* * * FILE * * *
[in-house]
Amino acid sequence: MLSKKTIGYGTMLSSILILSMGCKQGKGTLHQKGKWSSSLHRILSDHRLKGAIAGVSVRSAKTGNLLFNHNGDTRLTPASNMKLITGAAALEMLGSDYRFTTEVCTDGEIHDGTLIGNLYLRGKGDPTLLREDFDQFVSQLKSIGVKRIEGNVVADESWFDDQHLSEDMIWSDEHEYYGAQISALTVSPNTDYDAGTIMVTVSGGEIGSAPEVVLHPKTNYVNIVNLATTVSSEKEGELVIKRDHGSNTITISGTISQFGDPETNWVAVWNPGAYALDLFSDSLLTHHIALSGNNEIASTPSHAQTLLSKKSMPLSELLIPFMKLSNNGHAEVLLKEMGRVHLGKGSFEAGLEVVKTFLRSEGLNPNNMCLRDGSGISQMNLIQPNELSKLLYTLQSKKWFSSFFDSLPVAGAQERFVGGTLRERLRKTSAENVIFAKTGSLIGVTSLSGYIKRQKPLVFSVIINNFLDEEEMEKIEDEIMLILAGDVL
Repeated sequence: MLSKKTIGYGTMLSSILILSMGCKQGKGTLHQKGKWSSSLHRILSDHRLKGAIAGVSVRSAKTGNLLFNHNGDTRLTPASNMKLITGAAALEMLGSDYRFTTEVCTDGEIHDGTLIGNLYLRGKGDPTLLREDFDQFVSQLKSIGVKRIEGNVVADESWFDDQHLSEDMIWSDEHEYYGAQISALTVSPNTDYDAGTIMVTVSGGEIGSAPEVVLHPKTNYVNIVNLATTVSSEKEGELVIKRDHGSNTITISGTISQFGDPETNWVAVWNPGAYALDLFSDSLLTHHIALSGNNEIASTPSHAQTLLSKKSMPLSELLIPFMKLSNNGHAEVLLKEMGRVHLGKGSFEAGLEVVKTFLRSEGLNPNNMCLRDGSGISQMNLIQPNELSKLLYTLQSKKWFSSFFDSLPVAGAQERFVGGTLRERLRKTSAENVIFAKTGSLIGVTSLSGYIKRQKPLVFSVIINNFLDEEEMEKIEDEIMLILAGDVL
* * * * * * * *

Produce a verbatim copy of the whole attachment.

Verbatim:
[in-house]
Amino acid sequence: MLSKKTIGYGTMLSSILILSMGCKQGKGTLHQKGKWSSSLHRILSDHRLKGAIAGVSVRSAKTGNLLFNHNGDTRLTPASNMKLITGAAALEMLGSDYRFTTEVCTDGEIHDGTLIGNLYLRGKGDPTLLREDFDQFVSQLKSIGVKRIEGNVVADESWFDDQHLSEDMIWSDEHEYYGAQISALTVSPNTDYDAGTIMVTVSGGEIGSAPEVVLHPKTNYVNIVNLATTVSSEKEGELVIKRDHGSNTITISGTISQFGDPETNWVAVWNPGAYALDLFSDSLLTHHIALSGNNEIASTPSHAQTLLSKKSMPLSELLIPFMKLSNNGHAEVLLKEMGRVHLGKGSFEAGLEVVKTFLRSEGLNPNNMCLRDGSGISQMNLIQPNELSKLLYTLQSKKWFSSFFDSLPVAGAQERFVGGTLRERLRKTSAENVIFAKTGSLIGVTSLSGYIKRQKPLVFSVIINNFLDEEEMEKIEDEIMLILAGDVL
Repeated sequence: MLSKKTIGYGTMLSSILILSMGCKQGKGTLHQKGKWSSSLHRILSDHRLKGAIAGVSVRSAKTGNLLFNHNGDTRLTPASNMKLITGAAALEMLGSDYRFTTEVCTDGEIHDGTLIGNLYLRGKGDPTLLREDFDQFVSQLKSIGVKRIEGNVVADESWFDDQHLSEDMIWSDEHEYYGAQISALTVSPNTDYDAGTIMVTVSGGEIGSAPEVVLHPKTNYVNIVNLATTVSSEKEGELVIKRDHGSNTITISGTISQFGDPETNWVAVWNPGAYALDLFSDSLLTHHIALSGNNEIASTPSHAQTLLSKKSMPLSELLIPFMKLSNNGHAEVLLKEMGRVHLGKGSFEAGLEVVKTFLRSEGLNPNNMCLRDGSGISQMNLIQPNELSKLLYTLQSKKWFSSFFDSLPVAGAQERFVGGTLRERLRKTSAENVIFAKTGSLIGVTSLSGYIKRQKPLVFSVIINNFLDEEEMEKIEDEIMLILAGDVL